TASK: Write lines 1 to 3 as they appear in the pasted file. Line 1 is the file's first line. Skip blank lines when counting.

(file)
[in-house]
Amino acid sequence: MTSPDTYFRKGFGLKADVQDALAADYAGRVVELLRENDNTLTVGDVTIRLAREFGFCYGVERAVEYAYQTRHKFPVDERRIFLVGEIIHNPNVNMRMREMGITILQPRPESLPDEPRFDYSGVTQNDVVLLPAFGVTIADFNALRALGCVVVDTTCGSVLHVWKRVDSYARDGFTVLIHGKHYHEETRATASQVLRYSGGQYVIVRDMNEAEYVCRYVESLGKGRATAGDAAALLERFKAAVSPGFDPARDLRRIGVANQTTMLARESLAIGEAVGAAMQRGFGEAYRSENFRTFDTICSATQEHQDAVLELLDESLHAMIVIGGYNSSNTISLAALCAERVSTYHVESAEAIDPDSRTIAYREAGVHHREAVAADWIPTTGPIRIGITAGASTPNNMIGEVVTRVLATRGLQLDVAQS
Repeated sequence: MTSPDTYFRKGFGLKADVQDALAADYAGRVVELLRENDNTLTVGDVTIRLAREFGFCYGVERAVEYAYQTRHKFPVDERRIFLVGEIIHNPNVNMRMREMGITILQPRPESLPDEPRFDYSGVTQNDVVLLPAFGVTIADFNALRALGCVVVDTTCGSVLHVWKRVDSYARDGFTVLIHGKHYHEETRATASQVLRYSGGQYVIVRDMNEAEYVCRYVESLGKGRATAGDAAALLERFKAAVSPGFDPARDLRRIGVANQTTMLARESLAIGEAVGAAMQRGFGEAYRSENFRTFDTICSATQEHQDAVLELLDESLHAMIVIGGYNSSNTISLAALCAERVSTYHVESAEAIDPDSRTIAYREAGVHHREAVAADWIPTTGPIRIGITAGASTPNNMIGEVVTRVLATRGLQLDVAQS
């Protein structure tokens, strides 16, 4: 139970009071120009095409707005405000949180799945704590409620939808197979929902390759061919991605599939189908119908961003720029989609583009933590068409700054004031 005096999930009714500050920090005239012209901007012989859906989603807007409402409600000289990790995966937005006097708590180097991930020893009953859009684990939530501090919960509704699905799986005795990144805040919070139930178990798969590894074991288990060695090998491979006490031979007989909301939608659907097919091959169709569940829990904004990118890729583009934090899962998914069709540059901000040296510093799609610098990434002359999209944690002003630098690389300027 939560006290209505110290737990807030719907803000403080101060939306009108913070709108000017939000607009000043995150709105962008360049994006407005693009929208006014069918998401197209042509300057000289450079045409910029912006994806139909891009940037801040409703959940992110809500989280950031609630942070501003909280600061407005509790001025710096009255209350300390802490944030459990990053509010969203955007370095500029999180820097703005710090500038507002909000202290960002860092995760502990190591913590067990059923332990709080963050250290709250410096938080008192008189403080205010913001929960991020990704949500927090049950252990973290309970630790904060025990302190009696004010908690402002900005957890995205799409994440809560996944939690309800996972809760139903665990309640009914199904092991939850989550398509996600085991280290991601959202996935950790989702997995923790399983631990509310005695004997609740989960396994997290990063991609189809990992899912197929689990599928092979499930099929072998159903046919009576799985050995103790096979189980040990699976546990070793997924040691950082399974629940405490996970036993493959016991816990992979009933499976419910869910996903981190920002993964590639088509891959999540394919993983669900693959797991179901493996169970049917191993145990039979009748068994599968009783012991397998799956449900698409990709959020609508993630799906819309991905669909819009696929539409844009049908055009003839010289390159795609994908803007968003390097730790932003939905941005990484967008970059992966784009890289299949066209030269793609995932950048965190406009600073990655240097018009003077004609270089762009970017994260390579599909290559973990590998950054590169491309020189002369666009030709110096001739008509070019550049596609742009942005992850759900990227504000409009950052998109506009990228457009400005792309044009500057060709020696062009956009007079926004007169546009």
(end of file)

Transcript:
[in-house]
Amino acid sequence: MTSPDTYFRKGFGLKADVQDALAADYAGRVVELLRENDNTLTVGDVTIRLAREFGFCYGVERAVEYAYQTRHKFPVDERRIFLVGEIIHNPNVNMRMREMGITILQPRPESLPDEPRFDYSGVTQNDVVLLPAFGVTIADFNALRALGCVVVDTTCGSVLHVWKRVDSYARDGFTVLIHGKHYHEETRATASQVLRYSGGQYVIVRDMNEAEYVCRYVESLGKGRATAGDAAALLERFKAAVSPGFDPARDLRRIGVANQTTMLARESLAIGEAVGAAMQRGFGEAYRSENFRTFDTICSATQEHQDAVLELLDESLHAMIVIGGYNSSNTISLAALCAERVSTYHVESAEAIDPDSRTIAYREAGVHHREAVAADWIPTTGPIRIGITAGASTPNNMIGEVVTRVLATRGLQLDVAQS
Repeated sequence: MTSPDTYFRKGFGLKADVQDALAADYAGRVVELLRENDNTLTVGDVTIRLAREFGFCYGVERAVEYAYQTRHKFPVDERRIFLVGEIIHNPNVNMRMREMGITILQPRPESLPDEPRFDYSGVTQNDVVLLPAFGVTIADFNALRALGCVVVDTTCGSVLHVWKRVDSYARDGFTVLIHGKHYHEETRATASQVLRYSGGQYVIVRDMNEAEYVCRYVESLGKGRATAGDAAALLERFKAAVSPGFDPARDLRRIGVANQTTMLARESLAIGEAVGAAMQRGFGEAYRSENFRTFDTICSATQEHQDAVLELLDESLHAMIVIGGYNSSNTISLAALCAERVSTYHVESAEAIDPDSRTIAYREAGVHHREAVAADWIPTTGPIRIGITAGASTPNNMIGEVVTRVLATRGLQLDVAQS